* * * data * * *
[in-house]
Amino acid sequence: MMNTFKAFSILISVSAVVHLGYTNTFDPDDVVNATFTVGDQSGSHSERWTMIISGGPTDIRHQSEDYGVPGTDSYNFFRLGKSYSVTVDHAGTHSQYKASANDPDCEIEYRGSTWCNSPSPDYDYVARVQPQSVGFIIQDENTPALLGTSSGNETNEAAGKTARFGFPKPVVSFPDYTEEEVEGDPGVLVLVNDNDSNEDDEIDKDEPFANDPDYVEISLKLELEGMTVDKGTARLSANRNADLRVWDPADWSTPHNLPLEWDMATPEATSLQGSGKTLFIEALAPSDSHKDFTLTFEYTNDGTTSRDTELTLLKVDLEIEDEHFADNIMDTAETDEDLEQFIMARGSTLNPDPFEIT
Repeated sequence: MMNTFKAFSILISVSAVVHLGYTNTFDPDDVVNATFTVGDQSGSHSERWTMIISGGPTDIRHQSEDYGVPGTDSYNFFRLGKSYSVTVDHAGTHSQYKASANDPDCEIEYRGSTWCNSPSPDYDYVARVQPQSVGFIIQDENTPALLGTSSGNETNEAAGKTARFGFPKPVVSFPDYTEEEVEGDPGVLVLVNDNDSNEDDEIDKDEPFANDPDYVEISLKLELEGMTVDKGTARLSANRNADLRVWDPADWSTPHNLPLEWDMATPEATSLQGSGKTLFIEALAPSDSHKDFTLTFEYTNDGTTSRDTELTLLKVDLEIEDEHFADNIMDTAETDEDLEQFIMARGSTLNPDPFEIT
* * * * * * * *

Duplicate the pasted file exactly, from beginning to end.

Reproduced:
[in-house]
Amino acid sequence: MMNTFKAFSILISVSAVVHLGYTNTFDPDDVVNATFTVGDQSGSHSERWTMIISGGPTDIRHQSEDYGVPGTDSYNFFRLGKSYSVTVDHAGTHSQYKASANDPDCEIEYRGSTWCNSPSPDYDYVARVQPQSVGFIIQDENTPALLGTSSGNETNEAAGKTARFGFPKPVVSFPDYTEEEVEGDPGVLVLVNDNDSNEDDEIDKDEPFANDPDYVEISLKLELEGMTVDKGTARLSANRNADLRVWDPADWSTPHNLPLEWDMATPEATSLQGSGKTLFIEALAPSDSHKDFTLTFEYTNDGTTSRDTELTLLKVDLEIEDEHFADNIMDTAETDEDLEQFIMARGSTLNPDPFEIT
Repeated sequence: MMNTFKAFSILISVSAVVHLGYTNTFDPDDVVNATFTVGDQSGSHSERWTMIISGGPTDIRHQSEDYGVPGTDSYNFFRLGKSYSVTVDHAGTHSQYKASANDPDCEIEYRGSTWCNSPSPDYDYVARVQPQSVGFIIQDENTPALLGTSSGNETNEAAGKTARFGFPKPVVSFPDYTEEEVEGDPGVLVLVNDNDSNEDDEIDKDEPFANDPDYVEISLKLELEGMTVDKGTARLSANRNADLRVWDPADWSTPHNLPLEWDMATPEATSLQGSGKTLFIEALAPSDSHKDFTLTFEYTNDGTTSRDTELTLLKVDLEIEDEHFADNIMDTAETDEDLEQFIMARGSTLNPDPFEIT